Published January 13, 2015
The entertainment industry must not blacklist people who speak out against war with Iraq, the Screen Actors Guild said.
"Some have recently suggested that well-known individuals who express 'unacceptable' views should be punished by losing their right to work," the union said in a statement posted Monday on its Web site.
"Even a hint of the blacklist must never again be tolerated in this nation," the statement added.
The reference was to the Hollywood blacklist of the 1950s, when actors and writers suspected of harboring pro-Communist sentiments were barred from working.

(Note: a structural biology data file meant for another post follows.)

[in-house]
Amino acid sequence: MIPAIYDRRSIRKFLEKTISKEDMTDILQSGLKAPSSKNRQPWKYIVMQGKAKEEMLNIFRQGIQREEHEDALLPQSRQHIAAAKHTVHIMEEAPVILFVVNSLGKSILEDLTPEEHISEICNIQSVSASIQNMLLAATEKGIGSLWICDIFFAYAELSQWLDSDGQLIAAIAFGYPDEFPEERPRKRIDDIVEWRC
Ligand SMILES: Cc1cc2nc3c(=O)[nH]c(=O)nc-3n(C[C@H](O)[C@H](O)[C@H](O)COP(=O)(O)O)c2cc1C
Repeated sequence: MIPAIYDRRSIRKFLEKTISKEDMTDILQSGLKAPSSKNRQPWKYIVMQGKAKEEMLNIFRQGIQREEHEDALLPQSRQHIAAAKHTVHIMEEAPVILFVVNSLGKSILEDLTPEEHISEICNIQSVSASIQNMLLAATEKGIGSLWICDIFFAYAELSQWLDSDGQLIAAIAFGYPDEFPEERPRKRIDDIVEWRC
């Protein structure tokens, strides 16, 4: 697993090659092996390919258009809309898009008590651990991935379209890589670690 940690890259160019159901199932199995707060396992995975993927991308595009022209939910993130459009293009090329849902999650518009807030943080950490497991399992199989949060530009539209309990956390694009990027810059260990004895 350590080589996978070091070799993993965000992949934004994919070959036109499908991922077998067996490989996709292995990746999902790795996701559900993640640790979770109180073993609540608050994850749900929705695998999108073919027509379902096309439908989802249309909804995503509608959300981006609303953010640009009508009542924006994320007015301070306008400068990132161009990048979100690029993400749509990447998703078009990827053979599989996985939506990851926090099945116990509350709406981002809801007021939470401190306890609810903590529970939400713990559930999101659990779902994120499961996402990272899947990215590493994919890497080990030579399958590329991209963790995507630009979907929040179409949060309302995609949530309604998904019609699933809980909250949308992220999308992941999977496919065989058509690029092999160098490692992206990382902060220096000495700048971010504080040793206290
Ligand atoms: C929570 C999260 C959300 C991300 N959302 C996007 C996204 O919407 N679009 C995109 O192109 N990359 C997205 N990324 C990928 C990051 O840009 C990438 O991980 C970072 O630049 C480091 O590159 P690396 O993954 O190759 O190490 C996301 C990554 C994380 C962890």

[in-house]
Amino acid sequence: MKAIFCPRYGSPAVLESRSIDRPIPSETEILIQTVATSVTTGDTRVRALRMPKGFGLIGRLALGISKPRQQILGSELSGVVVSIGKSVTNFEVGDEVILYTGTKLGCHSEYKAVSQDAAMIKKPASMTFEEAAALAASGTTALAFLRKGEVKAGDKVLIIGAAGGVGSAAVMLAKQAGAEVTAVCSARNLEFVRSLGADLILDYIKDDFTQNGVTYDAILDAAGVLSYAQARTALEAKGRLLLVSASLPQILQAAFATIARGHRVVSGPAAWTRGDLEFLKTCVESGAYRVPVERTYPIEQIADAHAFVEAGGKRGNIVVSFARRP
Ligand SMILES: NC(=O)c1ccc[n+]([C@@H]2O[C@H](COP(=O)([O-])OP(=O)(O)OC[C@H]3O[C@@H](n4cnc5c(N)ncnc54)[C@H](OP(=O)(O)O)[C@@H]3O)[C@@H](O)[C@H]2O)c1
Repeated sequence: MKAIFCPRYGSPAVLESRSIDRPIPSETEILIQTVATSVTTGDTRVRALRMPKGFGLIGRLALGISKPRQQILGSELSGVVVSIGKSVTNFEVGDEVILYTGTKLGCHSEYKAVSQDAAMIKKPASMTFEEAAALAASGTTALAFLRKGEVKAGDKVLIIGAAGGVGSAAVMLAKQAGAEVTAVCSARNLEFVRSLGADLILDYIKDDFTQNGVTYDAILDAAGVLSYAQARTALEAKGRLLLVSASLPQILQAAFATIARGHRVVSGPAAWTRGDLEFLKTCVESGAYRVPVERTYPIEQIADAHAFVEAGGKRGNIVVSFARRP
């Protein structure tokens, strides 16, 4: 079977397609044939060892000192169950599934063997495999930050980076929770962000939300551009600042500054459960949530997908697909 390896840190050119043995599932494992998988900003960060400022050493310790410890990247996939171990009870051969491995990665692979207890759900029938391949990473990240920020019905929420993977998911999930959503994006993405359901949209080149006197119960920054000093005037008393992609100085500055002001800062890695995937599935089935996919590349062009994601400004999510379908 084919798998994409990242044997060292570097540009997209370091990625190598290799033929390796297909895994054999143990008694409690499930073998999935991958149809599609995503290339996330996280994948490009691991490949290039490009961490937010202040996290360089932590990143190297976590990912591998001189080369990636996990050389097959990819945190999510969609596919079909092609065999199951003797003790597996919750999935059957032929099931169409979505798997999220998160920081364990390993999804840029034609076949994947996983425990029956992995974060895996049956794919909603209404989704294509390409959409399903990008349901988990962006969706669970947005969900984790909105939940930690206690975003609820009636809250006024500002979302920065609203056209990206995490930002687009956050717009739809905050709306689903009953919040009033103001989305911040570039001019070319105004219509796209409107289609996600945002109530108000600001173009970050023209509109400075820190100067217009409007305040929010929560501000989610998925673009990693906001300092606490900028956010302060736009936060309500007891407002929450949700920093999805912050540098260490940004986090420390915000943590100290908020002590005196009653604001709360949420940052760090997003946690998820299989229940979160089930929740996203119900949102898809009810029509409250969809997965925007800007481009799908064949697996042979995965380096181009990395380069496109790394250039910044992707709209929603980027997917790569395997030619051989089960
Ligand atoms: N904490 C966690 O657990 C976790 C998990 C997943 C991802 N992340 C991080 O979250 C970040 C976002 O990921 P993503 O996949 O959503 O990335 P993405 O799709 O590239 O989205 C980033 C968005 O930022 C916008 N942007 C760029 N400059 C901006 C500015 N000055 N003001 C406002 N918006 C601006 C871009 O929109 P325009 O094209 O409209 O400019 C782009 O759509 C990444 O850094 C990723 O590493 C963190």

"During this shameful period, our own industry prostrated itself before smear campaigns and witch hunters rather than standing on the principles articulated in the nation's fundamental documents," the statement said.
Martin Sheen recently said top executives at NBC had "let it be known they're very uncomfortable" with his outspoken opposition to war with Iraq.
Sheen, who plays the president on The West Wing, said the network fears his position will hurt the show. An NBC spokeswoman responded that network executives have expressed no such concerns.
In a lawsuit filed last month, actor Sean Penn accused producer Steve Bing of reneging on an agreement to pay him $10 million to star in a proposed movie called Why Men Shouldn't Marry after Penn said he was against war with Iraq. Bing denied the allegation in a countersuit, saying Penn pulled out of the project.